In studies of women during the perinatal and postpartum periods, a risk factor that comes up repeatedly is the lack of social support. There are cultures around the world that actively mitigate this risk through well-integrated and expected programs of weeks of in-home support for new mothers (e.g. the Chinese practice of “doing the month” or the Latin American “la cuarentena;” Dennis et al., 2007 ). These practices help to reduce the isolation of new motherhood and create a supportive space for the new mother to focus on healing and bonding with the baby. In the United States, where these practices are less common, nurturance is often focused on the baby rather than the mother, and support is contingent on the mother’s ability and willingness to ask for help as well as her loved ones’ levels of availability, comfort, and intimacy with the mother.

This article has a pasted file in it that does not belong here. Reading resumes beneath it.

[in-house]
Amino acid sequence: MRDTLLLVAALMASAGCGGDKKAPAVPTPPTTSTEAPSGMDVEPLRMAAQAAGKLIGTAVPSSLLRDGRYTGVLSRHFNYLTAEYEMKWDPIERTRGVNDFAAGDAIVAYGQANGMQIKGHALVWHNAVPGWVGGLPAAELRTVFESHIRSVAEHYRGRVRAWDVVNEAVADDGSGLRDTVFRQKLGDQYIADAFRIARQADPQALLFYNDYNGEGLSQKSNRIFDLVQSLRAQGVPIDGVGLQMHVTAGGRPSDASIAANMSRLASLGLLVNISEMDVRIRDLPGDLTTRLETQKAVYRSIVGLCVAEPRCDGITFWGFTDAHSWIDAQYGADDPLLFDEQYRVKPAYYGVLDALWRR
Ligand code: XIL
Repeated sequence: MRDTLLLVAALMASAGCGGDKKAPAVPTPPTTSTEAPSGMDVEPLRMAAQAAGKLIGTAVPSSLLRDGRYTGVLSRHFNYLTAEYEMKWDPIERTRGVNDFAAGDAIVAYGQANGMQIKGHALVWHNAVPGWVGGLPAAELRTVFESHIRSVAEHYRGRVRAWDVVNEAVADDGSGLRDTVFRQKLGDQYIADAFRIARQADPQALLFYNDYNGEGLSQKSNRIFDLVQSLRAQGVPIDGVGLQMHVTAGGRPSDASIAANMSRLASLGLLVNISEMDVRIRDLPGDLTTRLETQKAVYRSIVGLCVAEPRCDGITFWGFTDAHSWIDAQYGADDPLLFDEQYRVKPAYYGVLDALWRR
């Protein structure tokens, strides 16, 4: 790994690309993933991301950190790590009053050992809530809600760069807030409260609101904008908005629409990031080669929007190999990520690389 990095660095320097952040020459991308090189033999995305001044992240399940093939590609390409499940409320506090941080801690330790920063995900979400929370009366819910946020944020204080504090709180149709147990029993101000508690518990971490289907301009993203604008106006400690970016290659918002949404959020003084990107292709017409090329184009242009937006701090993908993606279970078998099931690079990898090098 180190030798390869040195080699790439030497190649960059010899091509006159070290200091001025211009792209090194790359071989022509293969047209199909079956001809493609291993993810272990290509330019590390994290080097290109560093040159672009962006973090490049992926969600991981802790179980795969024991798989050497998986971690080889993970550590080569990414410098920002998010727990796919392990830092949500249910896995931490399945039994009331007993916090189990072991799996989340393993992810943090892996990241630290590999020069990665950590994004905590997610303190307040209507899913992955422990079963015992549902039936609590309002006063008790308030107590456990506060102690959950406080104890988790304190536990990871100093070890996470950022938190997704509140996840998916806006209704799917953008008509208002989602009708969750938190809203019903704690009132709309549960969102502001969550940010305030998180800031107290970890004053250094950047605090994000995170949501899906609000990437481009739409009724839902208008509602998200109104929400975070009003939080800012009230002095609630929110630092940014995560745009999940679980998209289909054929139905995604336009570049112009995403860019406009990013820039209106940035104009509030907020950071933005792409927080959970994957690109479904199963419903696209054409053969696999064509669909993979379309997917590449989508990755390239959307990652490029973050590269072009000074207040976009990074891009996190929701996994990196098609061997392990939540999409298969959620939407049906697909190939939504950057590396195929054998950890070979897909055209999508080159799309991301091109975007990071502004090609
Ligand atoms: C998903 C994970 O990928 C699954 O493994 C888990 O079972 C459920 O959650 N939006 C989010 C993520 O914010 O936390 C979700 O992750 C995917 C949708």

It is already challenging to harness needed support after childbirth, even without introducing a pandemic. However, the added stress of the pandemic means that social support is more important than ever for everyone, especially for new mothers.

There is ample evidence that in the face of trauma, people with strong community networks fare better. Studies of mothers living in flood-ravaged areas during Hurricane Katrina remind us that resilience is best cultivated through our connections with others ( Lowe, Chan & Rhodes, 2010 ).

New mothers now face unique challenges in creating and maintaining connection with others during this time of enforced social isolation. Fortunately, solutions are increasingly available within this new context. With creativity, new parents and caring loved ones can and should facilitate new avenues of connection; here are some ways to do so.